At one point in my life I harbored dreams of being a comic book artist. I even had a comic book I wrote and illustrated published -- albeit through a community college art class in ninth grade. Like all childhood dreams, eventually reality set in and the demons of self-doubt convinced me that comic books just weren't worth my time.
Like any aspiring comic book artist I read every comic book I could get my hands on. One of my favorites was The Uncanny X-Men. The thing that sets the X-Men apart from other comics is the sheer number of er, relations among the characters -- this character is that character's mother, this guy is that guy's brother from the future, etc. It was all very confusing and I though I never had the time or drive to investigate it, I was pretty sure that the X-Men family tree had some pretty tangled branches, if you get my drift.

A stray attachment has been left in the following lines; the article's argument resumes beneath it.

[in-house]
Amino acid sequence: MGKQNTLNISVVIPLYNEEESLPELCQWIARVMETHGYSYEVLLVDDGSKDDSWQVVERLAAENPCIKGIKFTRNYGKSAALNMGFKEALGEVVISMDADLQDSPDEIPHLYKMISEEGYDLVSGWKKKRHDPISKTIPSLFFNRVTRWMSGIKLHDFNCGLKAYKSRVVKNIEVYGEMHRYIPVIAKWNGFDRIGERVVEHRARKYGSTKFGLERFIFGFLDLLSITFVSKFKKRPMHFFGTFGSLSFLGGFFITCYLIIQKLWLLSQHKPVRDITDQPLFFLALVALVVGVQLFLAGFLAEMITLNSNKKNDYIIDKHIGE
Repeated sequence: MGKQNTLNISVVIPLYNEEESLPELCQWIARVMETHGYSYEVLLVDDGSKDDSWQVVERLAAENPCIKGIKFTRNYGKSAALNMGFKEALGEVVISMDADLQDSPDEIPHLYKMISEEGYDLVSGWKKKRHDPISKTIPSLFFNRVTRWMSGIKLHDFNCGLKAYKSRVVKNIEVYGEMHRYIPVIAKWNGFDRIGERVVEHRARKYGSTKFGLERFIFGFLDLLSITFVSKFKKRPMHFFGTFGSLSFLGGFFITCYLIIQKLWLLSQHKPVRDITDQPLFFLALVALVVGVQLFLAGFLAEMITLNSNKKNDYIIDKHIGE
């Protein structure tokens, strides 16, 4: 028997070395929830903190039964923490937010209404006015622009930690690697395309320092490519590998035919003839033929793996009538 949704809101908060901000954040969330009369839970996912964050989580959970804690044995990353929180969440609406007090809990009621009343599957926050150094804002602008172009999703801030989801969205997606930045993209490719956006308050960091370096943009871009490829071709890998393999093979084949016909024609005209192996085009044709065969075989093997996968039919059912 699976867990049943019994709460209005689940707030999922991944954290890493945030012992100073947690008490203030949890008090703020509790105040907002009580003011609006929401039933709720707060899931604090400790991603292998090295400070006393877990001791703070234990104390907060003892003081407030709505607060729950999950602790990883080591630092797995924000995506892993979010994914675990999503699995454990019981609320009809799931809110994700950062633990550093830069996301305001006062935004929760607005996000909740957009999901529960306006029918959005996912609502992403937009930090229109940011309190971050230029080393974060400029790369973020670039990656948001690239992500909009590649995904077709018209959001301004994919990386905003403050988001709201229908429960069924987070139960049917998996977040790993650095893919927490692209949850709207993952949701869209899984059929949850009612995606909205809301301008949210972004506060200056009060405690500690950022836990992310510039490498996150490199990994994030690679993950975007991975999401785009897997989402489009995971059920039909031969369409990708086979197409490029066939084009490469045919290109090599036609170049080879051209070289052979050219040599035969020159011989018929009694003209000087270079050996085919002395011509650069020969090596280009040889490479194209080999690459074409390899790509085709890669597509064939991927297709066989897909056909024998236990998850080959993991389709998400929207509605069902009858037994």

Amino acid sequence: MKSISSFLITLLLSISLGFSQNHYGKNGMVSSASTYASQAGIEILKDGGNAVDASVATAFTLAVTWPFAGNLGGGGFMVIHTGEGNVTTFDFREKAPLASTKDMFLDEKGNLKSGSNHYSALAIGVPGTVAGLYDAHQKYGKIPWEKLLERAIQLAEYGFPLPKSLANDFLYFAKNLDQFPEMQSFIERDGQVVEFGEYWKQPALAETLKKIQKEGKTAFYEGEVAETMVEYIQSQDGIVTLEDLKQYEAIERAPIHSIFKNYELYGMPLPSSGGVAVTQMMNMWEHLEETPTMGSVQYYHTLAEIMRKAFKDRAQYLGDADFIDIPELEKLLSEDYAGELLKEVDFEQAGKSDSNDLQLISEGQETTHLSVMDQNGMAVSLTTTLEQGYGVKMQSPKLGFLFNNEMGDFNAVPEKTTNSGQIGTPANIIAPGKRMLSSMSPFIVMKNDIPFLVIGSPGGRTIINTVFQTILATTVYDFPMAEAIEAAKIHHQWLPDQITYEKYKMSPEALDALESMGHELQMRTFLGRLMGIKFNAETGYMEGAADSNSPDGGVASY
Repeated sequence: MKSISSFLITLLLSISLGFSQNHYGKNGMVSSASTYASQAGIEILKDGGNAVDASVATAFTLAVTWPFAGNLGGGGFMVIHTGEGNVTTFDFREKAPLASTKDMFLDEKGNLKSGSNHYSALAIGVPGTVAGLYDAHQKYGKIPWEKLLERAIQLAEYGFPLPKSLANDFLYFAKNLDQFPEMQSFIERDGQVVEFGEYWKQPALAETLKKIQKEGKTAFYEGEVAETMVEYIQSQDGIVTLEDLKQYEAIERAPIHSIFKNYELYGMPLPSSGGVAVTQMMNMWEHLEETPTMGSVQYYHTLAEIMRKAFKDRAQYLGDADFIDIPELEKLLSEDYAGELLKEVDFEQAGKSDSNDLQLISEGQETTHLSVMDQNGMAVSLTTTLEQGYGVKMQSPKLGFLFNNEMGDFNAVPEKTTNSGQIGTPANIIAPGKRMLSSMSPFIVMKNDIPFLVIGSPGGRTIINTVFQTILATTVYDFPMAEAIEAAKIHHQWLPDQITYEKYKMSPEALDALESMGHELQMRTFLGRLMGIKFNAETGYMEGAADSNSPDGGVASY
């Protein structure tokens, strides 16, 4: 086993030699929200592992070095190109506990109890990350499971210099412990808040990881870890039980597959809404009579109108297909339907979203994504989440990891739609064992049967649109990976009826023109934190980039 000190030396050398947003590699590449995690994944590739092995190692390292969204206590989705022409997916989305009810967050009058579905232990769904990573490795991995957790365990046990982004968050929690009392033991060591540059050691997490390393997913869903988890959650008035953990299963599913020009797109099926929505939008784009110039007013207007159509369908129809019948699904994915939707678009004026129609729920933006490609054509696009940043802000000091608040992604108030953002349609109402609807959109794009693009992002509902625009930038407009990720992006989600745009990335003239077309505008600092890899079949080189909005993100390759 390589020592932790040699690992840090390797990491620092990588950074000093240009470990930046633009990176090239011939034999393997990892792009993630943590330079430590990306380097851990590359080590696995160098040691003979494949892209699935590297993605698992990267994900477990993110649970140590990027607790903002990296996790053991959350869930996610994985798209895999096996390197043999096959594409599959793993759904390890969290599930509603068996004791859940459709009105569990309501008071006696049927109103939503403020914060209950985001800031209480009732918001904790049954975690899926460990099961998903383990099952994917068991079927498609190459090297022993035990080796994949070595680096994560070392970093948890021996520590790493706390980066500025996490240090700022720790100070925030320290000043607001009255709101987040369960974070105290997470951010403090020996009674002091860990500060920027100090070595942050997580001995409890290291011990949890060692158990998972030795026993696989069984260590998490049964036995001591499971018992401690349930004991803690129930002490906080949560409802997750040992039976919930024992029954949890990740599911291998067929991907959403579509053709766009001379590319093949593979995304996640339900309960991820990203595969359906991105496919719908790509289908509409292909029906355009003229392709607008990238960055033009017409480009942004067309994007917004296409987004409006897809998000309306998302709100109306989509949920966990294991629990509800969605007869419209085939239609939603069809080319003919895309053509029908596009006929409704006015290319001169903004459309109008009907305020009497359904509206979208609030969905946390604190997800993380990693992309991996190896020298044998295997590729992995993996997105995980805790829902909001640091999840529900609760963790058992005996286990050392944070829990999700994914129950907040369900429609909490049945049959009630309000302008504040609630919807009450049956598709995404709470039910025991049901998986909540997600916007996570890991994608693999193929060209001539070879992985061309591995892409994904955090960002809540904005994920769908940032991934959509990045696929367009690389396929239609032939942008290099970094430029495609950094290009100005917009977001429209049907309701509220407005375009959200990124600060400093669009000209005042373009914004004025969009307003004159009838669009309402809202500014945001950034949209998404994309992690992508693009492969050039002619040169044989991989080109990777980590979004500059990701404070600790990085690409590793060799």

My intuition was wrong. Samuel Arbesman has used a tool from the social sciences called Social Network Analysis -- most famously used to examine the influence of friendships on obesity in the Framingham heart study (click through for a cool graphic) -- to understand the family tree of the X-Men. They aren't as inbred as I thought they were. In fact, they have next to no inbreeding at all, which is a sharp contrast to real world examples like the lineages of pharaohs in ancient Egypt.
So glad to see that someone is lending their quantitative skills to these important questions.
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